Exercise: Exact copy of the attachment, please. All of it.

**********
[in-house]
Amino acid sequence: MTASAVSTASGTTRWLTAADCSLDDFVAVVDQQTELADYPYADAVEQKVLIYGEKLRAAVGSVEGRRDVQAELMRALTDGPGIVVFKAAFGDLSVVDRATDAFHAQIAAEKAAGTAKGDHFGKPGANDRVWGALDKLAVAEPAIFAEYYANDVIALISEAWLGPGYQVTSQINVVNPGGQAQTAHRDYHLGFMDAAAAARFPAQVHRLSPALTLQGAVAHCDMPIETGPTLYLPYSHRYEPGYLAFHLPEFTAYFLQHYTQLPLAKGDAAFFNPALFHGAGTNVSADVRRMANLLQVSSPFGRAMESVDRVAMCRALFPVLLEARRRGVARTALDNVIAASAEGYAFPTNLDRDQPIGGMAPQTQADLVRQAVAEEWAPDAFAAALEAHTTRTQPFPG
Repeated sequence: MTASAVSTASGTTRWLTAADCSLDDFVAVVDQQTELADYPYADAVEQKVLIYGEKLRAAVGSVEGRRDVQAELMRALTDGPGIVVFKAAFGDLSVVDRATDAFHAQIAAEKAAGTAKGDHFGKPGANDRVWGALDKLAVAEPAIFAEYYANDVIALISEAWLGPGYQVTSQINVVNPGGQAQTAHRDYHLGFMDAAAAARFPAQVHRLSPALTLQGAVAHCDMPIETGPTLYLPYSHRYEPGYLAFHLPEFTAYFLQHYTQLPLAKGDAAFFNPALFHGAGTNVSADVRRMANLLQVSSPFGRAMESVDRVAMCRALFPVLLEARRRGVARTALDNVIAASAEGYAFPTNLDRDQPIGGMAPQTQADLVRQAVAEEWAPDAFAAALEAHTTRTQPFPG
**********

[in-house]
Amino acid sequence: MTASAVSTASGTTRWLTAADCSLDDFVAVVDQQTELADYPYADAVEQKVLIYGEKLRAAVGSVEGRRDVQAELMRALTDGPGIVVFKAAFGDLSVVDRATDAFHAQIAAEKAAGTAKGDHFGKPGANDRVWGALDKLAVAEPAIFAEYYANDVIALISEAWLGPGYQVTSQINVVNPGGQAQTAHRDYHLGFMDAAAAARFPAQVHRLSPALTLQGAVAHCDMPIETGPTLYLPYSHRYEPGYLAFHLPEFTAYFLQHYTQLPLAKGDAAFFNPALFHGAGTNVSADVRRMANLLQVSSPFGRAMESVDRVAMCRALFPVLLEARRRGVARTALDNVIAASAEGYAFPTNLDRDQPIGGMAPQTQADLVRQAVAEEWAPDAFAAALEAHTTRTQPFPG
Repeated sequence: MTASAVSTASGTTRWLTAADCSLDDFVAVVDQQTELADYPYADAVEQKVLIYGEKLRAAVGSVEGRRDVQAELMRALTDGPGIVVFKAAFGDLSVVDRATDAFHAQIAAEKAAGTAKGDHFGKPGANDRVWGALDKLAVAEPAIFAEYYANDVIALISEAWLGPGYQVTSQINVVNPGGQAQTAHRDYHLGFMDAAAAARFPAQVHRLSPALTLQGAVAHCDMPIETGPTLYLPYSHRYEPGYLAFHLPEFTAYFLQHYTQLPLAKGDAAFFNPALFHGAGTNVSADVRRMANLLQVSSPFGRAMESVDRVAMCRALFPVLLEARRRGVARTALDNVIAASAEGYAFPTNLDRDQPIGGMAPQTQADLVRQAVAEEWAPDAFAAALEAHTTRTQPFPG